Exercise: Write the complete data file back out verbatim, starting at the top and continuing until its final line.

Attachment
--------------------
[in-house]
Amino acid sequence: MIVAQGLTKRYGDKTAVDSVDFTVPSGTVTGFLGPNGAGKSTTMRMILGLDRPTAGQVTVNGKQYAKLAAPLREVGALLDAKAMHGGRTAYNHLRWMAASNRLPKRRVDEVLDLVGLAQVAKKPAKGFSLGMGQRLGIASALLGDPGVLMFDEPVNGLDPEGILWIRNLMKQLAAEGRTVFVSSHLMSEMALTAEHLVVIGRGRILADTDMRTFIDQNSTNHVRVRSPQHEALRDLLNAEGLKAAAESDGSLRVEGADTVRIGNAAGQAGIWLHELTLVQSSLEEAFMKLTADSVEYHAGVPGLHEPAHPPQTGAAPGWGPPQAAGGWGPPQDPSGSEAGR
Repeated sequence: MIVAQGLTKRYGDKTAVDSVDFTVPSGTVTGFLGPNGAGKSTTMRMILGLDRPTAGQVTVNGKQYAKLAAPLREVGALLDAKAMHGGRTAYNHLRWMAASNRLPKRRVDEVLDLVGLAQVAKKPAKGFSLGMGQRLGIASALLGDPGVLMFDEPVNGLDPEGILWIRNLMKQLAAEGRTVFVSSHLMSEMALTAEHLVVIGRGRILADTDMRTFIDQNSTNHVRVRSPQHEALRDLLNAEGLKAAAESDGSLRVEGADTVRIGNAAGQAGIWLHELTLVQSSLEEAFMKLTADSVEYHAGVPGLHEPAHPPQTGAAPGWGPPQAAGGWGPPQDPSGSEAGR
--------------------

[in-house]
Amino acid sequence: MIVAQGLTKRYGDKTAVDSVDFTVPSGTVTGFLGPNGAGKSTTMRMILGLDRPTAGQVTVNGKQYAKLAAPLREVGALLDAKAMHGGRTAYNHLRWMAASNRLPKRRVDEVLDLVGLAQVAKKPAKGFSLGMGQRLGIASALLGDPGVLMFDEPVNGLDPEGILWIRNLMKQLAAEGRTVFVSSHLMSEMALTAEHLVVIGRGRILADTDMRTFIDQNSTNHVRVRSPQHEALRDLLNAEGLKAAAESDGSLRVEGADTVRIGNAAGQAGIWLHELTLVQSSLEEAFMKLTADSVEYHAGVPGLHEPAHPPQTGAAPGWGPPQAAGGWGPPQDPSGSEAGR
Repeated sequence: MIVAQGLTKRYGDKTAVDSVDFTVPSGTVTGFLGPNGAGKSTTMRMILGLDRPTAGQVTVNGKQYAKLAAPLREVGALLDAKAMHGGRTAYNHLRWMAASNRLPKRRVDEVLDLVGLAQVAKKPAKGFSLGMGQRLGIASALLGDPGVLMFDEPVNGLDPEGILWIRNLMKQLAAEGRTVFVSSHLMSEMALTAEHLVVIGRGRILADTDMRTFIDQNSTNHVRVRSPQHEALRDLLNAEGLKAAAESDGSLRVEGADTVRIGNAAGQAGIWLHELTLVQSSLEEAFMKLTADSVEYHAGVPGLHEPAHPPQTGAAPGWGPPQAAGGWGPPQDPSGSEAGR